In case you weren't aware of what went on the last week or two, deep in Thailand's caves--A Thai football team was trapped down inside a cave. Although the rescue was ultimately a success, Juliana Sutanto (A Professor of Information Systems at Lancaster University) brings to light an often overlooked aspect of situations such as this one. Are we learning from this? More importantly, is Thailand learning from this. According to Sutanto's own research, Thailand's lack of documenting such accidents could be getting in the way of progress toward a or efficient plan of action.
Here's an excerpt from Sutanto's own article on the topic from Yahoo.com
Thankfully in this case there was a positive outcome. But my research – which involves examining emergency planning in South-East Asian countries – has revealed that there is a distinct lack of record keeping when it comes to such rescues.
She goes on to discuss how difficult it is for rescue teams to 'learn' from past rescue missions from all over. They're basically having to resort to google searches and word of mouth. As handy as google is, it's still not a very efficient, or necessarily detailed way to gather this sort of information. Here's Sutuanto on how archiving rescue mission research data isn't practiced the way it should be in South-East Asia:
Poor archiving of data is a problem in most countries in South-East Asia. The knowledge of rescue plans and operations stay with the individuals involved. Usually, there is little to no effort to store this knowledge as there are no information systems available for storing historical incidents and responses in a systematic and structured way.
The article then goes into further detail about the historical data on situations as these, and how 'keep away' or 'do not enter' signs aren't enough to deter potential thrill seekers. For the complete article from Professor Juilana Sutanto, click here.
Memphis, TN - Hello, all! My name is Foxarocious.
In this fast-paced era where new anime and tv shows are being announced almost every month and streaming is coming into prominence, it's pretty difficult to keep up with everything even if you're part of a dedicated team!
For this reason, I have been called up from my cave of technology to populate this blog with my own observations and findings on nerd and geek culture and their various fandoms!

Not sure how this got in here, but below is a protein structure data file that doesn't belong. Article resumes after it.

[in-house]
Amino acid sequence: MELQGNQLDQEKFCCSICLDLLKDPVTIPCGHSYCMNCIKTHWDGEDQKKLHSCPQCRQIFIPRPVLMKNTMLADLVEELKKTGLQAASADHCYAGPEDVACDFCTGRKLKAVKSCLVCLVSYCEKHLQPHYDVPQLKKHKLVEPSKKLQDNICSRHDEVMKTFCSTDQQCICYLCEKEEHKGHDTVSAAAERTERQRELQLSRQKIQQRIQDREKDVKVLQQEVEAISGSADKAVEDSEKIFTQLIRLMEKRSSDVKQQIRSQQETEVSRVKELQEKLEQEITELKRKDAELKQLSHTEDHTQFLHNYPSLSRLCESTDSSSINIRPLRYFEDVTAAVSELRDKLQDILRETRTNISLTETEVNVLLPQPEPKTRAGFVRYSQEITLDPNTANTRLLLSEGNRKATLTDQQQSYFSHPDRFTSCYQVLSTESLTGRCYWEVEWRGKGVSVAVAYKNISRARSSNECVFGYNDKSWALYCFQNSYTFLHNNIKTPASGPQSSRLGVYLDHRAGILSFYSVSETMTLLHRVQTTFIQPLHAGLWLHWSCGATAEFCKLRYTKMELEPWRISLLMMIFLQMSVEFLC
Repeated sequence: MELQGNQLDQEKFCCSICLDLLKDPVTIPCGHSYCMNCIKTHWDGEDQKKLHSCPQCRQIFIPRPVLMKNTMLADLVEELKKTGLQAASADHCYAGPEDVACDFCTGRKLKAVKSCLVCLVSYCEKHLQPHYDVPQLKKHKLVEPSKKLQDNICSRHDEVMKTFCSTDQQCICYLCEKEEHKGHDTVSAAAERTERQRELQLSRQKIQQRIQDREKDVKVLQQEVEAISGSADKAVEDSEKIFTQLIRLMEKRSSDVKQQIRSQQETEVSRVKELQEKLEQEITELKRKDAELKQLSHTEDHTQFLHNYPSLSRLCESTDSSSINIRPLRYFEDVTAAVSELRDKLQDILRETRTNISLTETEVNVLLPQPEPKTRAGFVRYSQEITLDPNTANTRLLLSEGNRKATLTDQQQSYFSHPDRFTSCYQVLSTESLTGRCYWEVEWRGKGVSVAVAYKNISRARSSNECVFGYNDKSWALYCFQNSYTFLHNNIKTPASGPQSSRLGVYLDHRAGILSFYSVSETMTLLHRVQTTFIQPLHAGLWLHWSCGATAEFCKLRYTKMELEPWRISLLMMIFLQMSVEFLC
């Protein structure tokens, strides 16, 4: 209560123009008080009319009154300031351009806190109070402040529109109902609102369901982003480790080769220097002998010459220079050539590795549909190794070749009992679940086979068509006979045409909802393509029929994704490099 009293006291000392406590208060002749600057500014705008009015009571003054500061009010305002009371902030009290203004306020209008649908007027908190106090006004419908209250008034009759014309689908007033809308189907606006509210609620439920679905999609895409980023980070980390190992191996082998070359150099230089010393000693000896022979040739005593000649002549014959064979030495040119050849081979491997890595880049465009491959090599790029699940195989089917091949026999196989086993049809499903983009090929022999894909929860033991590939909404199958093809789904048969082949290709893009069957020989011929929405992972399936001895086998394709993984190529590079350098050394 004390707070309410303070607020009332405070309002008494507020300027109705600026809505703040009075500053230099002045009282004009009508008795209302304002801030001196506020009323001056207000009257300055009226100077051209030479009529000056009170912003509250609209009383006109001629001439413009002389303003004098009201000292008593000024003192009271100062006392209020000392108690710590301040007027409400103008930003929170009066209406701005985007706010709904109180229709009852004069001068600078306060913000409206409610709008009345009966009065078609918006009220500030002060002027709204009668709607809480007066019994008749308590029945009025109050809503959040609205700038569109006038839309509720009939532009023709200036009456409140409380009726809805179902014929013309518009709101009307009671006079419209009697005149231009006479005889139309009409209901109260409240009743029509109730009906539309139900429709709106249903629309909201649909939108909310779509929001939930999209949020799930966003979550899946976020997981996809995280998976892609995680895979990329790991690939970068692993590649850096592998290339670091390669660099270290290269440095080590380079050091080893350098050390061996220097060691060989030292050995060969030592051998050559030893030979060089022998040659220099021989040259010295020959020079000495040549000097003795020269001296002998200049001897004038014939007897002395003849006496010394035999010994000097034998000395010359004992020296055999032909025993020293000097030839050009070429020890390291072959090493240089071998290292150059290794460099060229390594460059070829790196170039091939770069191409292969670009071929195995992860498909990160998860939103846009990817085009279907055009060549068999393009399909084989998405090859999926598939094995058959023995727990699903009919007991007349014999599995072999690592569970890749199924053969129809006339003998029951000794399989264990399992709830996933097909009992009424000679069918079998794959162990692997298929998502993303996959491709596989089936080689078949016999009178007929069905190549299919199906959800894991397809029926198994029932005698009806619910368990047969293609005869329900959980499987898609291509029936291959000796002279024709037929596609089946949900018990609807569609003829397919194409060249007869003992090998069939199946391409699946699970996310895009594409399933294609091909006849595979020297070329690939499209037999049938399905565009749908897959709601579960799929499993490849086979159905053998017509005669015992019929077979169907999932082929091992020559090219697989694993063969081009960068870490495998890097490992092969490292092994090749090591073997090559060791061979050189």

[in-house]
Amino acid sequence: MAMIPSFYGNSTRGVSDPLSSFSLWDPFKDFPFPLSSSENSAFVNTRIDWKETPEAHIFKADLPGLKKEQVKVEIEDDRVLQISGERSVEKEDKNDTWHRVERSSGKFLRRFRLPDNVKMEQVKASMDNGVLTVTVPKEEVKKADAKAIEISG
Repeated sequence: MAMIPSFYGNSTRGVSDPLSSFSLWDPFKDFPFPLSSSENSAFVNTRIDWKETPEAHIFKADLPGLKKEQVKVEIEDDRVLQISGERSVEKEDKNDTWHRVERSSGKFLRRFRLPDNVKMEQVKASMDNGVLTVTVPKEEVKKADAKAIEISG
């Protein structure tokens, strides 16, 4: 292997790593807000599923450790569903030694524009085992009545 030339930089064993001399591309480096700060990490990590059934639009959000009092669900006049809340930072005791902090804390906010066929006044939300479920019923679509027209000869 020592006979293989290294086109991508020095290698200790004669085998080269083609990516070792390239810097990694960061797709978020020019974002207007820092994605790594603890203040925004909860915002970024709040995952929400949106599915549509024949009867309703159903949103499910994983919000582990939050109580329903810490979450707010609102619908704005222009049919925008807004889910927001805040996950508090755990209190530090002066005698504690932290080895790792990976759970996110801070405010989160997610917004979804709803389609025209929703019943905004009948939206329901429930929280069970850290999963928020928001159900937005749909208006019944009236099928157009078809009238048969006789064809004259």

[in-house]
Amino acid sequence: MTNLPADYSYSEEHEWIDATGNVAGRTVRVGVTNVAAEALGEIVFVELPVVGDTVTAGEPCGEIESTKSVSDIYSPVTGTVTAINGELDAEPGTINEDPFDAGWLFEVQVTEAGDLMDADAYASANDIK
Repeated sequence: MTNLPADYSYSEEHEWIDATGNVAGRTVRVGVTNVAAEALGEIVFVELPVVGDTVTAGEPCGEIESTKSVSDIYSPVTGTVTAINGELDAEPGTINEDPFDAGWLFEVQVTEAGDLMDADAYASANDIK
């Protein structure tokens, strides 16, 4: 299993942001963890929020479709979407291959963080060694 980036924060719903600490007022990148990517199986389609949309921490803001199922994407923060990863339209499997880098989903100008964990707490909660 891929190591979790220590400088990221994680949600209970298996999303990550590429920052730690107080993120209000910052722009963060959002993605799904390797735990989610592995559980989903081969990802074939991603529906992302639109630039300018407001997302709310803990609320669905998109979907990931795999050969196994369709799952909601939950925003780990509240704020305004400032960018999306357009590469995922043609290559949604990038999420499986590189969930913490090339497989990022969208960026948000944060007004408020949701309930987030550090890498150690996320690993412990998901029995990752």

Where do I fit into all that is? I'm a music producer and video creator (as well as a BUNCH of other areas I'm dipping my toes into like voice acting) and my work often reflects my interests by design. I'm in the long-term process of building consistency with my own brand and its creative processes. Posting here will no doubt assist in my non-habit of "just getting it done"! You can expect weekly posts on this blog containing unique perspectives on the media that we love.
I look forward to speaking with all of you as we grow our community!
Round Rock, Texas - For all of you late bloomers and "afterwhilers" within the anime fandom; we were treated to something special this past weekend at Anime CTX. At 7:00pm, Saturday evening, the critically acclaimed film, Kimi No Na Wa (Your Name) originally released in 2017 (In US) played in the screening room.
(READ MORE AFTER PHOTO)
From director Makoto Shinkai, the innovative mind behind Voices of a Distant Star and 5 Centimeters Per Second, comes a beautiful masterpiece about time, the thread of fate, and the hearts of two young souls.
Easily one of the most, picture-esque animated films I've seen to date. Not a surprise to see that Shinkai was the director on this one; but I was still blown away by the level of complexity and detail. It's like the famed-director took things to a whole new level and delivered a timeless, instant-classic with 'Your Name'. The Funimation English track for the film was also done very well, and although you could tell there were a few workarounds, the overall product was polished. Check out the trailer for the film below:
Round Rock, Texas - This year's con, for better or worse, felt like more of the same. Familiar friendly faces all laughing, sweating, eating, shouting, and mingling. The communal feel of the convention is still here and the bonds that have already been formed are growing stronger still. From opening ceremonies to the Idol festival to the guest panels, AnimeCTX is what all conventions, big or small, constantly strive to be. Safe, communal, and consistent, yet flexible.
Only thing missing was a beautiful, sweet sounding, Zelda-themed violin tune swelling throughout. The cozy, comfy con is easily one of The Nexcrew's favorites to date. Until next time AnimeCTX!